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Locals help with Hurricane devastation

September 19, 2017   ·   0 Comments

By Deb Freeman

 

Local resident and flight attendant Candice Landriaut and her crew were like angels in disguise to those stranded in St Maarten last weekend, when Sunwing Airlines sent two rescue flights to the island to bring back international tourists after the island was devastated by Hurricane Irma.

Candice, a local from Mansfield, has worked for Sunwing for eight years and has been an airline attendant for 25 years.

Speaking to the Free Press, she said, “I have never in all my years in this job been so emotional looking at the devastation in St Maarten and seeing what these people are going through. I was called back from vacation to go down with the plane and my crew and to help in bringing back anybody who needed to get off the island, and get them to safety at nearby Dominican. One family had lived in an abandoned church for three days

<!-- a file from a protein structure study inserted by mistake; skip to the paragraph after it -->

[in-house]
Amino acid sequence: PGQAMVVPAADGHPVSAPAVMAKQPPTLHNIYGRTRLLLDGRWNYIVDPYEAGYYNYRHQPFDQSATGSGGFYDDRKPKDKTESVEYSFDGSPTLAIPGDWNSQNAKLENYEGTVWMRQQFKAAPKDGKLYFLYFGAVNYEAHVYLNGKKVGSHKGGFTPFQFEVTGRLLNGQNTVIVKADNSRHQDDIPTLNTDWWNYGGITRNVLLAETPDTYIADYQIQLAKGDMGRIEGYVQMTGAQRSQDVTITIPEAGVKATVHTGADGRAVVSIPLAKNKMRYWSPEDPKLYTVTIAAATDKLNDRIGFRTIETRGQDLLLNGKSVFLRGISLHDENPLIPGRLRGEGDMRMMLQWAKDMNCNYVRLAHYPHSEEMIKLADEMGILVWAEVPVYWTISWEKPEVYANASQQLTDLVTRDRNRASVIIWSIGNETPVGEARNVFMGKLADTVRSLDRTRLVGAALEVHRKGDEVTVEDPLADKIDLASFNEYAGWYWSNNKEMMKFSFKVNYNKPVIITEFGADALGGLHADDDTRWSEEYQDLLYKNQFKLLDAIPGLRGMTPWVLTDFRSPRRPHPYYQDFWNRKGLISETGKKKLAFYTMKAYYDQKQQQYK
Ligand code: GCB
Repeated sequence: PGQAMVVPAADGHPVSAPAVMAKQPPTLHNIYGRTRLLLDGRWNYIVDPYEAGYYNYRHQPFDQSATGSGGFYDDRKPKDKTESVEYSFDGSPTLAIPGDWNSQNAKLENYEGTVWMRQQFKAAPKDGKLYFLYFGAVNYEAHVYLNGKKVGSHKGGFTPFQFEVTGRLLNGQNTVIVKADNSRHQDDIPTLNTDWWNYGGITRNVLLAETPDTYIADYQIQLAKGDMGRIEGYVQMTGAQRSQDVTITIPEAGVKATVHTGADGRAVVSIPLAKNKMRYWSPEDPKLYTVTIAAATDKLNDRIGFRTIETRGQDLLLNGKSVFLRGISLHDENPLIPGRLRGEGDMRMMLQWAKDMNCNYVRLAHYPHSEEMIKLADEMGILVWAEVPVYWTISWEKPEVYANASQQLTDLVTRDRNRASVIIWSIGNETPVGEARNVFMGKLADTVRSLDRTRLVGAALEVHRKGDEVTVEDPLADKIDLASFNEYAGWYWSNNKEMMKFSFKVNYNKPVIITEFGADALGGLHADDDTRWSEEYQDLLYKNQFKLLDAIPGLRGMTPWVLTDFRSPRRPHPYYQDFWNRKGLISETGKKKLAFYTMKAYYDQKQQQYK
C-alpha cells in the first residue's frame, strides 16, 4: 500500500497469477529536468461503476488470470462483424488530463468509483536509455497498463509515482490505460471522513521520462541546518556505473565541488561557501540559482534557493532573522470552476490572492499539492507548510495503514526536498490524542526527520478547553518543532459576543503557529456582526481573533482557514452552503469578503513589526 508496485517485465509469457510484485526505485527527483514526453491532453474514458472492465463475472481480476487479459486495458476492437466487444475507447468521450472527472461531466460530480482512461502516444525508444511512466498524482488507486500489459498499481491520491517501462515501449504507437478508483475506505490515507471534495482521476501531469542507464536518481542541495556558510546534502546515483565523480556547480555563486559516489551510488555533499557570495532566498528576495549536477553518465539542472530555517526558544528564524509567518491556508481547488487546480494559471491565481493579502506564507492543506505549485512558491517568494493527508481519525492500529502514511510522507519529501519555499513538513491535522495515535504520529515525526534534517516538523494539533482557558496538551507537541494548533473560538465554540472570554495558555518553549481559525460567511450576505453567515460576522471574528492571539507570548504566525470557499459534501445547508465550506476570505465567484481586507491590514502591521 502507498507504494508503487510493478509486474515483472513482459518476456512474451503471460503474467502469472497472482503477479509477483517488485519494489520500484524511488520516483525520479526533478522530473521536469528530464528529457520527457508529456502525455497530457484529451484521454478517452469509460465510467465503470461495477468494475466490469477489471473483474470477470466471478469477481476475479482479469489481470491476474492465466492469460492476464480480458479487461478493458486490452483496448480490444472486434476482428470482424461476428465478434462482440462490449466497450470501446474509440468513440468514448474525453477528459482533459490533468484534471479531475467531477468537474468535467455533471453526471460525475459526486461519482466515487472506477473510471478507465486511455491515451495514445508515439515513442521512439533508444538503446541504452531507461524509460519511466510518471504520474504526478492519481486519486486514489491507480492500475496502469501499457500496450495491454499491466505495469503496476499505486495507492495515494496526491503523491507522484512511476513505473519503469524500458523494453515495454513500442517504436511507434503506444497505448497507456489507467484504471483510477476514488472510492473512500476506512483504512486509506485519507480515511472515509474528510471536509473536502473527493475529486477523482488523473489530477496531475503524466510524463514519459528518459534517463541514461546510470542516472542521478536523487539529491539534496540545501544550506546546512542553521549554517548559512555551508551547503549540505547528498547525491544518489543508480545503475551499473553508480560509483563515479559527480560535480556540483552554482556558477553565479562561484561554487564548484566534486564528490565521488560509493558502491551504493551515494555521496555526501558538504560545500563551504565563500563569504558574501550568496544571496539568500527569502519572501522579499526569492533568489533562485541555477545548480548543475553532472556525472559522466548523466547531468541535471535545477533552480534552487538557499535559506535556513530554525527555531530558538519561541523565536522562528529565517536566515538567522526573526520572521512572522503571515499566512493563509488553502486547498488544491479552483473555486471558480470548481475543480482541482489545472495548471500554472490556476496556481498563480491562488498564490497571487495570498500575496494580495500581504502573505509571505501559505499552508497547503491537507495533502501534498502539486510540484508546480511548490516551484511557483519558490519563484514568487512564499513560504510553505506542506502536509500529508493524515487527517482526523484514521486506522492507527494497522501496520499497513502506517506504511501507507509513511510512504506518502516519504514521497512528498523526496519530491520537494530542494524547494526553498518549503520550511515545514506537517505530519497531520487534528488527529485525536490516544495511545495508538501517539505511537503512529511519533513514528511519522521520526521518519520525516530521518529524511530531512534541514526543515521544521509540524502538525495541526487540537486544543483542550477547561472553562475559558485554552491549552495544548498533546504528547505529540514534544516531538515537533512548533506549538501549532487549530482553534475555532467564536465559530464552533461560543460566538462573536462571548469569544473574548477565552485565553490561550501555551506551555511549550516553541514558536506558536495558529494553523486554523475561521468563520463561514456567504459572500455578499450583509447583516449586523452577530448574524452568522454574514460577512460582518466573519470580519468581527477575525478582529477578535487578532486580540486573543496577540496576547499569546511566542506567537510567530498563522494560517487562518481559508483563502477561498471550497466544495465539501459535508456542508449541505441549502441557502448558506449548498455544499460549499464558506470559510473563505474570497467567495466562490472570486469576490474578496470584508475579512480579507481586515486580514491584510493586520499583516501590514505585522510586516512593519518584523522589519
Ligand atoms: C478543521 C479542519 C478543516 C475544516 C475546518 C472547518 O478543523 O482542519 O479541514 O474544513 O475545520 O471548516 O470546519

“We carried 189 passengers, not necessarily our own holiday makers, just anyone who we could find to bring out of there. It’s tragic.”

Since September 5, Sunwing has sent close to 30 rescue flights to aid the victims of the storm, and people threatened, or in the path of Irma.

Flights were during the day as the island has no hydro, and this was the safest time to land.

The airport is being maintained as best as possible by military from different countries including Canada.

The second flight sent by Sunwing carried a team of five from Global Medic with 1,000 kilos of humanitarian aid.

The charity is trying to restore the drinking water at the island’s hospital.

Sunwing was the first commercial airline to send aid and land on the island since the hurricane.

As we went to press this week, Sunwing’s media department confirmed that they were sending more planes to Cuba to evacuate any remaining people form Varadero and Havana.

The Cuban authorities have advised that the airport will re-open briefly so that aid workers can operate rescue flights.

Donations to help the victims of the hurricane can be made by contacting the Red Cross direct.

         

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